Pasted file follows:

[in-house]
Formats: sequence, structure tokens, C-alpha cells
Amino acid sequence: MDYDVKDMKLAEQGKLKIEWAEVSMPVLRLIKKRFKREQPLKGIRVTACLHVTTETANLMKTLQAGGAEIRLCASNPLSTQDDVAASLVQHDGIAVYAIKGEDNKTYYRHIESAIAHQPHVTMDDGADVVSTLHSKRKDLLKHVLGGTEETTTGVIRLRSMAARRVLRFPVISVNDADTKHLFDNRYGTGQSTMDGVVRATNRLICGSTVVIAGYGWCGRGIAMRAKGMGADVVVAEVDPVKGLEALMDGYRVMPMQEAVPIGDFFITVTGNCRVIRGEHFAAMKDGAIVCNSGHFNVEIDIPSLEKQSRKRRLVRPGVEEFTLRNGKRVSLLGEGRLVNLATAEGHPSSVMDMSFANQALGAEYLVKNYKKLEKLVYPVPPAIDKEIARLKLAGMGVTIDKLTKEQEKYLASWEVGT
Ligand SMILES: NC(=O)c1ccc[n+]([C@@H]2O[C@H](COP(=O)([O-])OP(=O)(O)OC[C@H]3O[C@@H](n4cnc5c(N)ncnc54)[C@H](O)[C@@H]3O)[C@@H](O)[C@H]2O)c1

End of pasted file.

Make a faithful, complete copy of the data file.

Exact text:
[in-house]
Formats: sequence, structure tokens, C-alpha cells
Amino acid sequence: MDYDVKDMKLAEQGKLKIEWAEVSMPVLRLIKKRFKREQPLKGIRVTACLHVTTETANLMKTLQAGGAEIRLCASNPLSTQDDVAASLVQHDGIAVYAIKGEDNKTYYRHIESAIAHQPHVTMDDGADVVSTLHSKRKDLLKHVLGGTEETTTGVIRLRSMAARRVLRFPVISVNDADTKHLFDNRYGTGQSTMDGVVRATNRLICGSTVVIAGYGWCGRGIAMRAKGMGADVVVAEVDPVKGLEALMDGYRVMPMQEAVPIGDFFITVTGNCRVIRGEHFAAMKDGAIVCNSGHFNVEIDIPSLEKQSRKRRLVRPGVEEFTLRNGKRVSLLGEGRLVNLATAEGHPSSVMDMSFANQALGAEYLVKNYKKLEKLVYPVPPAIDKEIARLKLAGMGVTIDKLTKEQEKYLASWEVGT
Ligand SMILES: NC(=O)c1ccc[n+]([C@@H]2O[C@H](COP(=O)([O-])OP(=O)(O)OC[C@H]3O[C@@H](n4cnc5c(N)ncnc54)[C@H](O)[C@@H]3O)[C@@H](O)[C@H]2O)c1